‘Kerry Hudson invites us to really understand the complexities of being born working class in Britain. Buy it, read it, tell everyone about it’ Jack Monroe
`One of the most important books of the year’ Guardian
‘When every day of your life you have been told you have nothing of value to offer, that you are worth nothing to society, can you ever escape that sense of being `lowborn’ no matter how far you’ve come?’
Kerry Hudson is proudly working class but she was never proudly poor. The poverty she grew up in was all-encompassing, grinding and often dehumanising.
Always on the move with her single mother, Kerry attended nine primary schools and five secondaries, living in B&Bs and council flats. She scores eight out of ten on the Adverse Childhood Experiences measure of childhood trauma. Twenty years later, Kerry’s life is unrecognisable.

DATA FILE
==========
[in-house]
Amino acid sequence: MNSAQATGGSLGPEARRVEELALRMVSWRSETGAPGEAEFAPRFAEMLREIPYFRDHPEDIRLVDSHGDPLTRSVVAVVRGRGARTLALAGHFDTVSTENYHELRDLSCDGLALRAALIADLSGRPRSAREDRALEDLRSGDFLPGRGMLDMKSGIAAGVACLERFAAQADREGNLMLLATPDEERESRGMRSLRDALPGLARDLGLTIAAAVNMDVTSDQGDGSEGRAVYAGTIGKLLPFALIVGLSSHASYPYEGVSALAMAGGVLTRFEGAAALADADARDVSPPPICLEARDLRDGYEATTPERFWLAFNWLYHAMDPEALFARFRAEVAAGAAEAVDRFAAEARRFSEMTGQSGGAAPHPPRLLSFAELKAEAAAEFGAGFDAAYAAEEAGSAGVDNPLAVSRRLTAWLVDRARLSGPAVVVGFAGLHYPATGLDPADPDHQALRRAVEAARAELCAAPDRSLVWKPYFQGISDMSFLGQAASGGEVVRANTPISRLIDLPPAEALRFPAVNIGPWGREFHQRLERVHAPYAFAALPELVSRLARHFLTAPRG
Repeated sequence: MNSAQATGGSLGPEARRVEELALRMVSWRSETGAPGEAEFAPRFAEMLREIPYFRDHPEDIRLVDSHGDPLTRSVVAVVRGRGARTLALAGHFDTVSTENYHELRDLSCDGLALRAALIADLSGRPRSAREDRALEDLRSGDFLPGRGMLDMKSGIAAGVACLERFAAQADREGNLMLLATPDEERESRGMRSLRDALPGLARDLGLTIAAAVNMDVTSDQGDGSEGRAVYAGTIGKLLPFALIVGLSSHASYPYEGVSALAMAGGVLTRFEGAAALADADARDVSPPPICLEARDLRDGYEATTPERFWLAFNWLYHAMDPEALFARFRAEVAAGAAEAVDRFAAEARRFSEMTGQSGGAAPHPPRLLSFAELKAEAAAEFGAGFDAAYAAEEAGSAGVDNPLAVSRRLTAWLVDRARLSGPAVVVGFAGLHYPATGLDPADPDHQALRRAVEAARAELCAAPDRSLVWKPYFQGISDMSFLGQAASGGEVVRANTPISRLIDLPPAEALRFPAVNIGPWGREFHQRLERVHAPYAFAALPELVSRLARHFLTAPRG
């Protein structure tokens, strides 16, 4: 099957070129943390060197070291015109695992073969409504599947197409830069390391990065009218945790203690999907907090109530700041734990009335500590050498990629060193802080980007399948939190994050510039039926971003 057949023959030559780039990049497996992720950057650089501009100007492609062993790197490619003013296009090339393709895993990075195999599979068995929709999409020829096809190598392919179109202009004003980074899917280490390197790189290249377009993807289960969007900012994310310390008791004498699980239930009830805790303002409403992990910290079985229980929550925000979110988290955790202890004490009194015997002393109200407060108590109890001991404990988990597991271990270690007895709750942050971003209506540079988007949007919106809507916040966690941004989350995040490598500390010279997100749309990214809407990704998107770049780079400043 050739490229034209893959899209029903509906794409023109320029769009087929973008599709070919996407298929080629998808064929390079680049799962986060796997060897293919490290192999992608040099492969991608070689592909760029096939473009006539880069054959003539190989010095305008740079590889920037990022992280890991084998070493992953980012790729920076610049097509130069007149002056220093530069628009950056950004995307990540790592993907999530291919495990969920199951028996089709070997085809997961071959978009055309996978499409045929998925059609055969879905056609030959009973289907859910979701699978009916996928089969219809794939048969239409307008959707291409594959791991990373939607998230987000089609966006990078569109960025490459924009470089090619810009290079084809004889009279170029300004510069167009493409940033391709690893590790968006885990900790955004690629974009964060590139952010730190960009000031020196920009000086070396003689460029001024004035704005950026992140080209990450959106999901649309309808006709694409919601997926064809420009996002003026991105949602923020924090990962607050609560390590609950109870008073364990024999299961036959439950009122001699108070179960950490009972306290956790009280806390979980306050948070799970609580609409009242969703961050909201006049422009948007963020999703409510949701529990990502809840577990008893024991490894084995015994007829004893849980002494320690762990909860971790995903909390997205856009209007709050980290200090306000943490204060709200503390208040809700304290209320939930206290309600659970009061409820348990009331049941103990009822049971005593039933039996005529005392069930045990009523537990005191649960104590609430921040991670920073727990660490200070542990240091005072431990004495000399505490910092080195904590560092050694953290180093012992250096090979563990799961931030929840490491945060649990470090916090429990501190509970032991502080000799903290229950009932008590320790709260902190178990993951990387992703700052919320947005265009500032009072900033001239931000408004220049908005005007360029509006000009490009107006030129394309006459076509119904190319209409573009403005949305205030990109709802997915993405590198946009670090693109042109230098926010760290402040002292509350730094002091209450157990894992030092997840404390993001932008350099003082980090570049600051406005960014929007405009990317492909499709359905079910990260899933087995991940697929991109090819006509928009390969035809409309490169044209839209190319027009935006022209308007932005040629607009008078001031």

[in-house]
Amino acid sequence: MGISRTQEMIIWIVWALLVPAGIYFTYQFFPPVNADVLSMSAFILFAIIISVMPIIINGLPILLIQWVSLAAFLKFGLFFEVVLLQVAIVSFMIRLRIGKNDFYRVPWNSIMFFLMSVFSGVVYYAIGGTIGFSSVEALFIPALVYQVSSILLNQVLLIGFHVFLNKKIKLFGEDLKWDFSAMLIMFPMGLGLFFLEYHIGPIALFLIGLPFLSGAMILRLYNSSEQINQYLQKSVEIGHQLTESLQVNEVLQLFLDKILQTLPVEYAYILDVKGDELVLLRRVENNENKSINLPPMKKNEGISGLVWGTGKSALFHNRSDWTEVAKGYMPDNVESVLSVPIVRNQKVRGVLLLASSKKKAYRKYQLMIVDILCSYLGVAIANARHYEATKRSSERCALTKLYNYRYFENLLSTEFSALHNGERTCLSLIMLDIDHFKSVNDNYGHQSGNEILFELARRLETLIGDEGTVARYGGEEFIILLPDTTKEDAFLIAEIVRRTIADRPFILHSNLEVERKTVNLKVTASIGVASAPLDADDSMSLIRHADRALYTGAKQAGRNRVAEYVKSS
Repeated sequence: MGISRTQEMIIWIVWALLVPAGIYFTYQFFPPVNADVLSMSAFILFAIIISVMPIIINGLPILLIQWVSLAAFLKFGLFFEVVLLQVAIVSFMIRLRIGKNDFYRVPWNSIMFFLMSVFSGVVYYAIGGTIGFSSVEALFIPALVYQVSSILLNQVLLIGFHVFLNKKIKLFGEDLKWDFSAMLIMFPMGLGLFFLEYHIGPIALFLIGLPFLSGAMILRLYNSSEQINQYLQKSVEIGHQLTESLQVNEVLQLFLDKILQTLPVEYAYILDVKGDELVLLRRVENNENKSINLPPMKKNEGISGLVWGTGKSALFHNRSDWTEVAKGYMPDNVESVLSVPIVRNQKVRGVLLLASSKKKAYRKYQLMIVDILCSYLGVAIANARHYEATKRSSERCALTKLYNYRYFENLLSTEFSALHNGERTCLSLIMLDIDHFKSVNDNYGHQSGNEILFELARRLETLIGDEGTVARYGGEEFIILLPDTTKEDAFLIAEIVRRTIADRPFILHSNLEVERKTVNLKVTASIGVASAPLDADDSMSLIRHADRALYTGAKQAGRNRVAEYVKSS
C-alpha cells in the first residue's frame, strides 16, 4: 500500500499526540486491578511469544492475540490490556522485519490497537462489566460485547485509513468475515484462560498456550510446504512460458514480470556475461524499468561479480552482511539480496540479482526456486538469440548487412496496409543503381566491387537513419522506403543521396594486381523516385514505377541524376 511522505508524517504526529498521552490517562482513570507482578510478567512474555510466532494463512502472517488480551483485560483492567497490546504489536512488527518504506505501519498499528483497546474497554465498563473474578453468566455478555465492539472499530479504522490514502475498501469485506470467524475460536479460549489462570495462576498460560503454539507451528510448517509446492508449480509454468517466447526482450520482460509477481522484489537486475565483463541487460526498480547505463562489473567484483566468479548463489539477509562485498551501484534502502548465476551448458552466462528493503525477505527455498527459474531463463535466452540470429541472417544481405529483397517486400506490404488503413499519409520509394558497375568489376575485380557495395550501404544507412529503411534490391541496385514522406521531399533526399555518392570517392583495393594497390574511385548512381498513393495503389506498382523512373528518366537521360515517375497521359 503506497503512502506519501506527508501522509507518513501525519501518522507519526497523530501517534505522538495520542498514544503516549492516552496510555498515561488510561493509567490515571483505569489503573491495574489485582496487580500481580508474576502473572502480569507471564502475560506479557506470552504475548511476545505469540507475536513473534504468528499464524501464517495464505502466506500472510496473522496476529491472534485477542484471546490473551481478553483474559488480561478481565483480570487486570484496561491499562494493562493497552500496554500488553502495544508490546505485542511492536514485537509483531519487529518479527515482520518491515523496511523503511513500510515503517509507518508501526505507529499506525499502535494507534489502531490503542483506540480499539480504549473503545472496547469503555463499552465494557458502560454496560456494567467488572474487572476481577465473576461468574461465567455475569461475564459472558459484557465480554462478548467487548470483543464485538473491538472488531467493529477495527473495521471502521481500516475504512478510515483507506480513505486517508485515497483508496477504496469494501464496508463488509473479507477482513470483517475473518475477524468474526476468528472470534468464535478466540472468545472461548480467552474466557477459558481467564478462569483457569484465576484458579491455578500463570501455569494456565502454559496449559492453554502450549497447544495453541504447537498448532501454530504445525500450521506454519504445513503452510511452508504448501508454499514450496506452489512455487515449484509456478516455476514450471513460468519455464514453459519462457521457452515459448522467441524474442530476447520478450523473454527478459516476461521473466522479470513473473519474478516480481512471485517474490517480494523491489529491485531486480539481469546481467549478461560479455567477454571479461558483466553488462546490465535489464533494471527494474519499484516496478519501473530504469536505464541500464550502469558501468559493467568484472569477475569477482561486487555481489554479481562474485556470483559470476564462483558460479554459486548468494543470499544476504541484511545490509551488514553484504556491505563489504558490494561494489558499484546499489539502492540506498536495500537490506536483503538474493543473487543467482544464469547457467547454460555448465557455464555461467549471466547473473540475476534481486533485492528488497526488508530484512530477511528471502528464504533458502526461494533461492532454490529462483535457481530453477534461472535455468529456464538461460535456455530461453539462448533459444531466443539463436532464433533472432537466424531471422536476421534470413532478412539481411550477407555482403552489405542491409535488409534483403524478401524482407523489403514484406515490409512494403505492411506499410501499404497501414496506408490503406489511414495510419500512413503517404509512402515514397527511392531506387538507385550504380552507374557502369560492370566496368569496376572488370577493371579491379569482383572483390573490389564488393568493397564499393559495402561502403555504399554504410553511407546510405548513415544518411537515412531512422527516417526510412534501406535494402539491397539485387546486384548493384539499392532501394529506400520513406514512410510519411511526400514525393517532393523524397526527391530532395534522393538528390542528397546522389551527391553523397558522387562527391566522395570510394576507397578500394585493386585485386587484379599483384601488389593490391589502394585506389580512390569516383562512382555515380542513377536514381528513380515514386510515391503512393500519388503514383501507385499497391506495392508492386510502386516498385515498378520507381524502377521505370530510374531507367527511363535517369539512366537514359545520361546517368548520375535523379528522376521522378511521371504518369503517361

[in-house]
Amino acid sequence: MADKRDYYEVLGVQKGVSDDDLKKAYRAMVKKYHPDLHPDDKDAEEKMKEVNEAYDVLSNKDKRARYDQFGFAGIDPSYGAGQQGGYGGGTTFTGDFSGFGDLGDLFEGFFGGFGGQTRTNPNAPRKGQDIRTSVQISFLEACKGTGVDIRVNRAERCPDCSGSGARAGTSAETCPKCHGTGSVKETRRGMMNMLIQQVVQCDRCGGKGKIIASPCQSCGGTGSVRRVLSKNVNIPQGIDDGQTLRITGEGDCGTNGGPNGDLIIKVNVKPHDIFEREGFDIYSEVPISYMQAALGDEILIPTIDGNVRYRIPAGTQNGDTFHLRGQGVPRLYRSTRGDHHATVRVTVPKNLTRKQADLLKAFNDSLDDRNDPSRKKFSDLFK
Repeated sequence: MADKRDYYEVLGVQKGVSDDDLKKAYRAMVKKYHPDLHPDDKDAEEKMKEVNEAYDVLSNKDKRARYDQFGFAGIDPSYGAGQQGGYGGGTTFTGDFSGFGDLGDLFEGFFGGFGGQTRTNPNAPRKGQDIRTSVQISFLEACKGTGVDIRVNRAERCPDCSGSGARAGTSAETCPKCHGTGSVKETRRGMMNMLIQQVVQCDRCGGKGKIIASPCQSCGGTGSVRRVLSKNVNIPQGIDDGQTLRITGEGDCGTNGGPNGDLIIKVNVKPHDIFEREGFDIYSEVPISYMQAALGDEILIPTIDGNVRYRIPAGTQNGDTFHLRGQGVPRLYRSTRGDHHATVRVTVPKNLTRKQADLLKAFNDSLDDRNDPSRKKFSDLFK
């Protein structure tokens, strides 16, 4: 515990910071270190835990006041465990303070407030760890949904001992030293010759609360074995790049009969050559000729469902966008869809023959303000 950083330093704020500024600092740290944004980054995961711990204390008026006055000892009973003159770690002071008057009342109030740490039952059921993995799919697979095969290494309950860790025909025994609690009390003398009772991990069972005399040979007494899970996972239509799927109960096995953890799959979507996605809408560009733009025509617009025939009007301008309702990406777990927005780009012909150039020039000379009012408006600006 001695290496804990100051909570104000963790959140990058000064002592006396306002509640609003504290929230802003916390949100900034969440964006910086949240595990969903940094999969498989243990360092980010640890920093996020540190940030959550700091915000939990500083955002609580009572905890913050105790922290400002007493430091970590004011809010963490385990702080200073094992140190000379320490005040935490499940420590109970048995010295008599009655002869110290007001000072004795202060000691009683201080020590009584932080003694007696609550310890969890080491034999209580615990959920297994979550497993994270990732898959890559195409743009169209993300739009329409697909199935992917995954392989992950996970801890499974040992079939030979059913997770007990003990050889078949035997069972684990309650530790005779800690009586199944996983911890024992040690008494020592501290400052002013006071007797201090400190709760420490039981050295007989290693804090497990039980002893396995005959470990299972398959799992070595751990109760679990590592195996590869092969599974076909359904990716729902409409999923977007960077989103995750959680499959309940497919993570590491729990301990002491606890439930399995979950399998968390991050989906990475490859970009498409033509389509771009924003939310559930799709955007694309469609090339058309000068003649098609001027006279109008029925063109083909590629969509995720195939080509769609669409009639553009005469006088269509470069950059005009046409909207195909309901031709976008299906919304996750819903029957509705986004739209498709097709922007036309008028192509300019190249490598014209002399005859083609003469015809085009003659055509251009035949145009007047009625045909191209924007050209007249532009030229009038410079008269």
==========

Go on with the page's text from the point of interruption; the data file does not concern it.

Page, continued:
She’s a prizewinning novelist who has travelled the world. She has a secure home, a loving partner and access to art, music, film and books. But she often finds herself looking over her shoulder, caught somehow between two worlds.
Lowborn is Kerry’s exploration of where she came from. She revisits the towns she grew up in to try to discover what being poor really means in Britain today and whether anything has changed. She also journeys into the hardest regions of her own childhood, because sometimes in order to move forwards we first have to look back.